EvidenceAlerts

Watt JA, Goodarzi Z, Veroniki AA, et al. Comparative Efficacy of Interventions for Aggressive and Agitated Behaviors in Dementia: A Systematic Review and Network Meta-analysis. Ann Intern Med. 2019 Oct 15. pii: 2753018. doi: 10.7326/M19-0993. (Systematic review)
Abstract

Background: Both pharmacologic and nonpharmacologic interventions are used to treat neuropsychiatric symptoms in persons with dementia.

Purpose: To summarize the comparative efficacy of pharmacologic and nonpharmacologic interventions for treating aggression and agitation in adults with dementia.

Data Sources: MEDLINE, EMBASE, Cochrane Central Register of Controlled Trials, CINAHL, and PsycINFO between inception and 28 May 2019 without language restrictions; gray literature; and reference lists scanned from selected studies and systematic reviews.

Study Selection: Randomized controlled trials comparing interventions for treating aggression and agitation in adults with dementia.

Data Extraction: Pairs of reviewers independently screened studies, abstracted data, and appraised risk of bias.

Data Synthesis: After screening of 19 684 citations, 163 studies (23 143 patients) were included in network meta-analyses. Analysis of interventions targeting aggression and agitation (148 studies [21 686 patients]) showed that multidisciplinary care (standardized mean difference [SMD], -0.5 [95% credible interval {CrI}, -0.99 to -0.01]), massage and touch therapy (SMD, -0.75 [CrI, -1.12 to -0.38]), and music combined with massage and touch therapy (SMD, -0.91 [CrI, -1.75 to -0.07]) were clinically more efficacious than usual care. Recreation therapy (SMD, -0.29 [CrI, -0.57 to -0.01]) was statistically but not clinically more efficacious than usual care.

Limitations: Forty-six percent of studies were at high risk of bias because of missing outcome data. Harms and costs of therapies were not evaluated.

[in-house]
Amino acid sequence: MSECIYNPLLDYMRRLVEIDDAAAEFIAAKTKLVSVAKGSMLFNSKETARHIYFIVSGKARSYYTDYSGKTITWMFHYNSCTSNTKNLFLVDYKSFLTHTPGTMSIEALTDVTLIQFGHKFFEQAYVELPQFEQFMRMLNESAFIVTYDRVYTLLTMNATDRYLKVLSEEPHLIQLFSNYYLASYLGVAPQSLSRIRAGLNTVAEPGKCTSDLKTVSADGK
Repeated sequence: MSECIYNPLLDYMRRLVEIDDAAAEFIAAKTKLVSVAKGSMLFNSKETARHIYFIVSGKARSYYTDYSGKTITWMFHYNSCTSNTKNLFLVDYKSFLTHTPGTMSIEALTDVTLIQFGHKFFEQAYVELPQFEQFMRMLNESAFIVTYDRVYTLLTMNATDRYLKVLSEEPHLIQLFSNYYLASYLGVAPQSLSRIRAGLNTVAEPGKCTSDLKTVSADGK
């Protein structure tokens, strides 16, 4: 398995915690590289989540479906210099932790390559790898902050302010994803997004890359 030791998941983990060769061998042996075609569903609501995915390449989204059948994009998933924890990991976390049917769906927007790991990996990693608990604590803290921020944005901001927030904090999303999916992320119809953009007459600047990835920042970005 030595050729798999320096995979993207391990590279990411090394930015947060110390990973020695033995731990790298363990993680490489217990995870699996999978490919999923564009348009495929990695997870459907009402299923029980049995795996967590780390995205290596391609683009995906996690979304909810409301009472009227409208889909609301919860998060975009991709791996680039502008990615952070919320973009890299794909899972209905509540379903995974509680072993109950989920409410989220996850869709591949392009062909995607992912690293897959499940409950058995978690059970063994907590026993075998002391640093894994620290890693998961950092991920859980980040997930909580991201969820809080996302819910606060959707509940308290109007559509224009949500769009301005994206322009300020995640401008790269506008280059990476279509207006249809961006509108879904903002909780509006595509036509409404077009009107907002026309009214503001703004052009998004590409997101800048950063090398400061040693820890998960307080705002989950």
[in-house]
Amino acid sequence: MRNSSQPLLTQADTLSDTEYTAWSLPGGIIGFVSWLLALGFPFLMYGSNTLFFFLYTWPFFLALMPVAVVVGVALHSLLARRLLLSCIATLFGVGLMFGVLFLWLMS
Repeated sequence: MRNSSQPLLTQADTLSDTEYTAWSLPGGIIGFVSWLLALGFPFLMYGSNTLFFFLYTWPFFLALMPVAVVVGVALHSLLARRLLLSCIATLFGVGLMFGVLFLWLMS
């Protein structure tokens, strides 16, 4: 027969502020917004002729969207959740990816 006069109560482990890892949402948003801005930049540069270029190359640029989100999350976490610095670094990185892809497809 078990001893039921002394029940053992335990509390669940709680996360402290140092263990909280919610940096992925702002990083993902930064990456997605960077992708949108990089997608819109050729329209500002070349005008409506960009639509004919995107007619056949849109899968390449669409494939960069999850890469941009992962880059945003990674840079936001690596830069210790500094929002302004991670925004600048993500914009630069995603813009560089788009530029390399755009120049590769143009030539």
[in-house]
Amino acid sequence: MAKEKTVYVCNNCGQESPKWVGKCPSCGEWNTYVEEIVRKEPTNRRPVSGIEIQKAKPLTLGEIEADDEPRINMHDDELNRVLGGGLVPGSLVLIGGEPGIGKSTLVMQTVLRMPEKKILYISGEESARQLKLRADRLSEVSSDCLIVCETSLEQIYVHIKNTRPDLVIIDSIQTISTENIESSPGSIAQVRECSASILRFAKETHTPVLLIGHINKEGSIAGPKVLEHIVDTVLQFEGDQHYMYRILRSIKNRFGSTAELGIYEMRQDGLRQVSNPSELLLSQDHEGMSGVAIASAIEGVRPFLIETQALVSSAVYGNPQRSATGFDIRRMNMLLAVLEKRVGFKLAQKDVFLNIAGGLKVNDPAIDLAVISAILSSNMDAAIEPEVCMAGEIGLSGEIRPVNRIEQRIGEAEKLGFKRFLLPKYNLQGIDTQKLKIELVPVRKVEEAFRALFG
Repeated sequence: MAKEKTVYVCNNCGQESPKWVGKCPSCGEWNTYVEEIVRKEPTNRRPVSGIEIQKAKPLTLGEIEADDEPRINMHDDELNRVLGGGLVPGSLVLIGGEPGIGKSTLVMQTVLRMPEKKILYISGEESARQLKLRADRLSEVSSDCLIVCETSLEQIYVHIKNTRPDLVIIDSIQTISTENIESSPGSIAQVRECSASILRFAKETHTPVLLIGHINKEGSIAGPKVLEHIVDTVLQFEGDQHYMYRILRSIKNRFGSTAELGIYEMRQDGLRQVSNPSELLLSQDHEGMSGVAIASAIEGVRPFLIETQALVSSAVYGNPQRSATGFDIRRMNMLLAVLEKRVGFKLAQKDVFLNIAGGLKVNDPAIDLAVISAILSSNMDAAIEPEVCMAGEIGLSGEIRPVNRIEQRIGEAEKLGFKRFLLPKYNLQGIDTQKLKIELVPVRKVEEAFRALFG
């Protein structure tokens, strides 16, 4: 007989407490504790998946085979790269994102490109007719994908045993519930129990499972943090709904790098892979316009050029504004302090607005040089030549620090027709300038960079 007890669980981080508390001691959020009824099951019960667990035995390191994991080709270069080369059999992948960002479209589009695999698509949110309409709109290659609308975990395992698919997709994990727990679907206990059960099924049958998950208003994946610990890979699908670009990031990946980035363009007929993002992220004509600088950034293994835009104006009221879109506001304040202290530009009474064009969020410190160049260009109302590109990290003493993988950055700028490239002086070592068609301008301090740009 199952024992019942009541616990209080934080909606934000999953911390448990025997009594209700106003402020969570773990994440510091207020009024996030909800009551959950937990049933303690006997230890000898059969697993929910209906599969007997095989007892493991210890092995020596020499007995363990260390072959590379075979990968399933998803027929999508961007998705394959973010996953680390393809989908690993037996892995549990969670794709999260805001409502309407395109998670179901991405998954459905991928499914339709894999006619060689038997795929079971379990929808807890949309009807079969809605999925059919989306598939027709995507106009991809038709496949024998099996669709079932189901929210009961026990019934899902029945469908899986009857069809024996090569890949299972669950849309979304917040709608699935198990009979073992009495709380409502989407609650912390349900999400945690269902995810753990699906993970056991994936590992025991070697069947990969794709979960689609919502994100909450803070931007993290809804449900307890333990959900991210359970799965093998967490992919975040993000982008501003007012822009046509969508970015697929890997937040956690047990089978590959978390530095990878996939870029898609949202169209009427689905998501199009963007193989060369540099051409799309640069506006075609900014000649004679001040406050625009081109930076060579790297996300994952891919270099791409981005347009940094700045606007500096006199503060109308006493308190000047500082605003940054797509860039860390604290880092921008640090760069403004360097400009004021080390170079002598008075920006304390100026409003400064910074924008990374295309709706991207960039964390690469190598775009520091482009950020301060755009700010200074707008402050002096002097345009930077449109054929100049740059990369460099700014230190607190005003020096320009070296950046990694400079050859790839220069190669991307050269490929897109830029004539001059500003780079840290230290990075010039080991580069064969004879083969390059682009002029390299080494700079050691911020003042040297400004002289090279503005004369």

Conclusion: Nonpharmacologic interventions seemed to be more efficacious than pharmacologic interventions for reducing aggression and agitation in adults with dementia.

Primary Funding Source: Alberta Health Services Critical Care Strategic Clinical Network. (PROSPERO: CRD42017050130).

Ratings
Discipline Area Score
Family Medicine (FM)/General Practice (GP) 6 / 7
General Internal Medicine-Primary Care(US) 6 / 7
Neurology 6 / 7
Internal Medicine 6 / 7
Geriatrics 6 / 7
Physical Medicine and Rehabilitation Coming Soon...
Comments from MORE raters

General Internal Medicine-Primary Care(US) rater

Article is most relevant to hospitalists and SNFists; less relevant to primary care physicians who don`t provide care in these settings. A network diagram is used that is not a familiar tool nor really explained.

General Internal Medicine-Primary Care(US) rater

Interesting interventions for aggressive and agitated behavior in persons with dementia. It mirrors my anecdotal and clinical experience and should inform a "less is more" approach when it comes to using psychoactive drugs in folks who suffer from dementia.

Geriatrics rater

These results confirm that non-pharmacologic approaches should become standard of practice.

Geriatrics rater

This is a complex and ambitious network meta-analysis (NMA) of 163 studies comparing the efficacy of non-pharmacologic and pharmacologic interventions for physical and verbal aggression and physical and verbal agitation in 23,143 patients with dementia. The sample size was large enough to compare the efficacy of a variety of non-pharmacologic and pharmacologic interventions, using consensus-developed criteria for minimal improvement. The results (summarized in Figure 3) suggest that antipsychotics, which in the US have a black box warning for increasing the risk for mortality of older dementia patients and are associated with falls, sedation, and extra-pyramidal side-effects, should not be first-line therapy for dementia-related agitation and aggression. The one area in which pharmacotherapy (anticonvulsants) proved superior was in the realm of verbal agitation. Of note, typical antipsychotics showed overall low benefits, and atypical antipsychotics emerged as poorly effective except for verbal agitation, for which they were less effective than anticonvulsants. The take-home message is that there is little role for antipsychotics in the management of agitation and aggression despite the high prevalence of use for these indications. The studies, however, were at high risk for bias due to missing data on the dominant outcome variable, subsets of the Cohen-Mansfield Agitation Inventory, as well as representing mostly women in nursing homes = age 80. This bias substantially decreases the generalizability of the results, but they nonetheless underscore that non-pharmacologic approaches that involve physical activities (outdoor activities in particular) and massage and touch therapy may be relatively the most successful. Because it is a meta-analysis, the study does not attempt to evaluate efficacy by whether agitation (and also aggression) appear driven by hallucinations, delusions, or anxiety/depression. Another limitation is that the study does not include antidepressants among the pharmacologic agents studied despite the positive effect of citalopram in reducing the severity of agitation in dementia patients.
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